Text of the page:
Jill Abramson on the impact of social media, gender and the “nambi-pambiness” of “equal opportunity quotation”

Former Executive Editor of The New York Times Jill Abramson has thoughtfully tackled major issues in contemporary journalism and reflected on her controversial tenure at The Times in a keynote address to the Association for Education in Journalism and Mass Communication (AEJMC) in Montreal overnight. University of Wollongong journalism academic Shawn Burns reports from the conference for the World Editors Forum.

by WAN-IFRA Staff | August 7, 2014

Ms Abramson, who is set to join Harvard University as a visiting lecturer in narrative non-fiction journalism, was asked to address the 400-strong gathering on the topic ‘Journalism in a 24/7, mobile, Twitter world’.

“Her three year tenure began and ended in headlines,” AEJMC President Prof. Paula Poindexter told the audience as she introduced Abramson to the stage.

In September 2011, Ms Abramson grabbed headlines for all the right reasons; she was the first woman in the paper’s history to hold the top editorial position. Then, shrouded in claims of gender pay inequalityThe Times’ publisher Arthur O. Sulzberger Jr. announced in May that she had been fired because of “… an issue with management in the newsroom.”

After almost three years at the editorial helm of The Times, and with eight Pulitzer prizes to the paper’s name under her leadership, including one for the much-vaunted multimedia feature Snowfall, Ms Abramson was abruptly replaced by then Managing Editor Dean Baquet earlier this year. Baquet became the paper’s first African American editor.

As one of her first public speaking engagements since her dismissal, Ms Abramson’s AEJMC speech covered much terrain. Here’s my curation of the most quotable quotes from her keynote address in Montreal.

1. On NYT Now (her last big project as Executive Editor at The Times)

  • “It’s something that I think really represents successful strategy for how to compete in the fire hose of a media environment that we all live in now.”
  • “Basically, what NYT Now is is a custom-designed global news product.”
  • “The strategy behind NYT Now was to recognise that keeping up with the news is exhausting and daunting. And that the best way to do it isn’t the endless Facebook or Twitter feeds, it’s a single updated news package designed for mobile and tailored to readers who want the quick summarised basics of the The New York Times news reported in a smart but a somewhat chattier, friendlier voice.”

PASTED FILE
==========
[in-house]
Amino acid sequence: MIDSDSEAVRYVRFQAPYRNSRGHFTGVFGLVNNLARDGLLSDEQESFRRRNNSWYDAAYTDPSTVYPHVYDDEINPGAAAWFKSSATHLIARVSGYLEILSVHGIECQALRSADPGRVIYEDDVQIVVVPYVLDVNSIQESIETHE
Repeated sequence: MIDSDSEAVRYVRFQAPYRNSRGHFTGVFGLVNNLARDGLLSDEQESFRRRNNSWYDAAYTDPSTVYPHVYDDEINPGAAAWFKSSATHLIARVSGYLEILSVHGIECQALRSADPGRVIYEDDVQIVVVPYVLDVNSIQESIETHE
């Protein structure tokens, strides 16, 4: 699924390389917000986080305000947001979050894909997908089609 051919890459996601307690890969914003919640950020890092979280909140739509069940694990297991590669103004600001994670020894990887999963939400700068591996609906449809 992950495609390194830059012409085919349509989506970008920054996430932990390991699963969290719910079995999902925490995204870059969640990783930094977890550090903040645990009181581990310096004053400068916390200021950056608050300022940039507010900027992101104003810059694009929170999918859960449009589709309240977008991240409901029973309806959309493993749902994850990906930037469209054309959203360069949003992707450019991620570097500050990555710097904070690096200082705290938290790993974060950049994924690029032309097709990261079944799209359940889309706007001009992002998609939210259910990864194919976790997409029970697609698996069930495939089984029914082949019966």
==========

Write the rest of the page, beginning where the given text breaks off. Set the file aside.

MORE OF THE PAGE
• “NYT Now is a journalistic success story. It has been downloaded by tens of thousands of readers. It’s unsure that, priced at $8 a month, it’s a business success … but I think it’s off to a promising start.”
  • “It offers the authority of The Times without dumbing down a news report that’s designed for mobile-first.”
  • “I think that that’s the model that a traditional news company should adopt and adapt to the 24/7 news cycle and to current digital realities. The idea is to reach readers where they are and that’s increasingly, obviously, on their smart phones. But it’s not to throw the values of quality reporting, smart analysis, intelligent editing and elegant presentation out the window.”

2. On Facebook, Twitter & the role of social media

  • “Social media has changed the way the news spreads, but what matters most is still the substance and authority of the news being reported, not how it is being amplified… The stories have to be genuinely worthy of attracting big readership.”
  • “In many ways, Facebook and Twitter have strengthened the news and have made the fierce urgency of the now more compelling than ever.”
  • “In the digital present, everyone can be a publisher. That’s a democratising force in journalism, but for sure this ability carries risk too.”
  • “The manic competition to file a story can breed careless, error-prone reporting, or not give correspondents or photojournalists the time they need to really think through their story or enough time to prove to their readers a deeply reported and well presented story.”